Evolution and Functions of the Mind

The Mahabharata is full of short stories, anecdotes, and examples that hold and reveal the deepest secrets of life. It also speaks about the number of lineages which reveal the deeper mysteries of the creation and evolution of the universe, mind, spirit, body and matter. Today, we will look at one such lineage which reveals the evolution of the mind and the lower psychic nature.

There was a great rishi called DakshaMuni, also known as Prachetas. He had a wife called Virini. Through her he first had a thousand sons. Narada, a divine rishi taught the thousand sons how to find salvation through the knowledge of ‘Sankhya’. So they achieved immediate Moksha or freedom. DakshaMuni means to grow with expertise. His other name, Prachetas, is a combination of the words ‘pra’ meaning to go forward, and ‘chetas’ meaning consciousness. Chetas comes from the root ‘cit’ meaning to see, perceive, and know. So the supreme consciousness wanted to know, see, and experience. To do so, it created the mind which became the instrument for it to experience and whose expertise it used to go forward.

The name ‘Virini’ comes from the root ‘eer’ depicting that the supreme consciousness goes into the world of experiences through marriage. She is instrumental for DakshaMuni to be able to express his desire of continuity (by having his children); or we can say converting static energy to kinetic energy. Virini first gives birth to a thousand sons, but they were of such high quality of vibrations that they could not remain in the three worlds. Rishi Narada, who teaches the sons to find salvation, comes from the word ‘Naar’ meaning water or emotions. The meaning being conveyed is that emotions are very powerful and if channelized on the right path can lead to salvation.

DakshaMuni then has 50 daughters; out of these he weds 10 to Dharma, 13 to Rishi Kashyap, and the other 27, who were the keepers of time, wed ‘Chandra’ or the Moon.

Out of the 13 daughters given in marriage to Rishi Kashyap, Aditi was the eldest. She gave birth to the great Indra, Vivasvaan, and all of the Adityas. From Vivasvaan was born Yama, the God of death and also the very intelligent and powerful Vivasvaatmanu.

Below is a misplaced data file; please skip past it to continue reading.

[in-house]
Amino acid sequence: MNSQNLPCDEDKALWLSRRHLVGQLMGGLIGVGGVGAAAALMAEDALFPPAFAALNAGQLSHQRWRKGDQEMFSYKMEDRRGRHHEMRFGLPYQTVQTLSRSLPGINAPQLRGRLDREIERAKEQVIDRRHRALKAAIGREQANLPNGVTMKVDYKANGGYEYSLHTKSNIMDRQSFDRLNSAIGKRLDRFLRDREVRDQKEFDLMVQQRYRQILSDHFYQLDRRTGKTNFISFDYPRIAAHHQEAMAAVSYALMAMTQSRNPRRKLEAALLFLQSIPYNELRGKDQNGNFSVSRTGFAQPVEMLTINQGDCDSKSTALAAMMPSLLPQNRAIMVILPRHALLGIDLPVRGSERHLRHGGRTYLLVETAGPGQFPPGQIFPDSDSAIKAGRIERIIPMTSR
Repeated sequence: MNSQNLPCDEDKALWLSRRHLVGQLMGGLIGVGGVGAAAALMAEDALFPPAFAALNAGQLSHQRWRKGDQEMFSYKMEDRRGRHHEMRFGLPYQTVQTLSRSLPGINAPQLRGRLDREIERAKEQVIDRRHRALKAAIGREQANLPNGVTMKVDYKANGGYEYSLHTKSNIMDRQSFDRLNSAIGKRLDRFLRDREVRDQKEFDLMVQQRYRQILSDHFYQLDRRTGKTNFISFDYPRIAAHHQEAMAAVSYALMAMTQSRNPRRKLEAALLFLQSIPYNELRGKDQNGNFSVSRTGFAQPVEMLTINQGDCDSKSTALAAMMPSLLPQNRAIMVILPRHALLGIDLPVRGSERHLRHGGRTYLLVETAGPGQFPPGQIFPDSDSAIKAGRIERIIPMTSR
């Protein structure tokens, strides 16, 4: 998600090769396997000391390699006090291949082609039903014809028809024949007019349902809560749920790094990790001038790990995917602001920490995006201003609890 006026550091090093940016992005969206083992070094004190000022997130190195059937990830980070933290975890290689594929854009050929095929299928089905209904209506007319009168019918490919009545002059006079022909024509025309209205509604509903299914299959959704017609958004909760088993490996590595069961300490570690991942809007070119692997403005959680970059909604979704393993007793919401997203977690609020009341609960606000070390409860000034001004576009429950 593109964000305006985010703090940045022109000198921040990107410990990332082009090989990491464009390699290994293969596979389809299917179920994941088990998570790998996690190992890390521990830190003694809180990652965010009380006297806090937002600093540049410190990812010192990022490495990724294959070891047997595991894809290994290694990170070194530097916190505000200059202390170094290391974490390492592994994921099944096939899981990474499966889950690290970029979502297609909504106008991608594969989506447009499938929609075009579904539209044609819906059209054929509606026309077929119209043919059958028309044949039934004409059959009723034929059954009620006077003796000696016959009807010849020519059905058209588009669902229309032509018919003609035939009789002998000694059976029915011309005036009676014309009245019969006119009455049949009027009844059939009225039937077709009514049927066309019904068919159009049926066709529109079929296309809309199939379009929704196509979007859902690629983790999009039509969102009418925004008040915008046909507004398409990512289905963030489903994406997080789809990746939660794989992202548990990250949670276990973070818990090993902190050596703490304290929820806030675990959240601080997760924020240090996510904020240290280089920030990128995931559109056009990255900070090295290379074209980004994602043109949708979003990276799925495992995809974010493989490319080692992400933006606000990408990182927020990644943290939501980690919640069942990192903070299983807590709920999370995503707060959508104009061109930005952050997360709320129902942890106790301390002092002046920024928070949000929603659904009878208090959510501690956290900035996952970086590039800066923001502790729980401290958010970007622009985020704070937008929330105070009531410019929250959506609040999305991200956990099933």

From the lineage of this Manu, was born all mankind as ‘Brahmins’ and ‘Kshatriyas’. Vivasvaatmanu had nine sons and one daughter; their names were Vena, Dhrushnu, Narishyata, Nabhaaga, Ishkavaku, Kaarush, Sharyati, Prushadhra, Nabhagarishta and Ila respectively.

Manu comes from the root ‘mann’ or mind. So through Vivasvaatmanu, the mind was born. The mind had 10 functions in the form of nine sons and ten daughters. They were:

The tendency to go out, long for, or care for, suggesting that the supreme consciousness uses the mind to break outwards and long for objects and desire people and things.

Meaning strength, eagerness and obstinacy; once the mind desires something, it becomes obstinate about that desire.

Meaning unbreakable or that which is not an enemy. Certain thoughts and desires, they make their home in the mind and keep on seducing our attention and hence, are unbreakable.

Comes from the word ‘Nabh’, meaning to connect higher with lower. So the mind forms a sub-conscious mind, and from the sub-conscious mind (which holds memory), different desires keep coming into the conscious mind, thus getting connected.

Comes from the root ‘Ish’ and ‘Iksh’, meaning to endeavour and a stem of sugarcane respectively, combined with the root ‘Kru’, meaning to do that which brings sweetness in return; this can be both positive and negative.

Again coming from the root ‘Kru’, here meaning to do something with interest.

Comes from the root ‘Shree’, meaning to rend or destroy or hurt. Also, the root ‘Sharya’ means arrow or missile. The mind can throw words at a person which can really hurt a person like an arrow piercing through.

Comes from ‘Prushad’, meaning to hold or to bond; the mind can hold an idea or bring together many ideas and solve a problem.

It has two opposite meanings – to bring good and bad luck at the same time. This depicts the art of compatibility; something can be good and bad.

Means The Earth, to keep still, to keep quiet, to bring happiness and prosperity; if the mind becomes still and quiet, we can bring happiness and prosperity to every situation.

Manu’s daughter, Ila, gave birth to a famous and powerful son called Pururva by marrying Budha. ‘Pururva’ conquered the 13 continents and even though he was a man, he surrounded himself with animals in human form. He fought and enslaved the Brahimanas, doing many atrocities on them. He even went into the Gandharva lok where he fell in love with the Urvashi, a fairy, and brought her back from there, together with 3 kinds of fire.

Out of the functions of the mind is born the lower psychic nature which is represented by ‘Pururva’, which means to cry a lot and loudly. Man is bound by his lower physic nature and he spends his entire life crying out loudly. Pururva represents ambition, to fulfil which man will become an animal too. This shows that the mind becomes a victim to lower passions and desires, which is shown by Pururva’s attraction to Urvashi. ‘Uru’ means wide, and ‘us’ meaning to pervade. So, in passion the mind is pervaded with all kinds of carnal desires.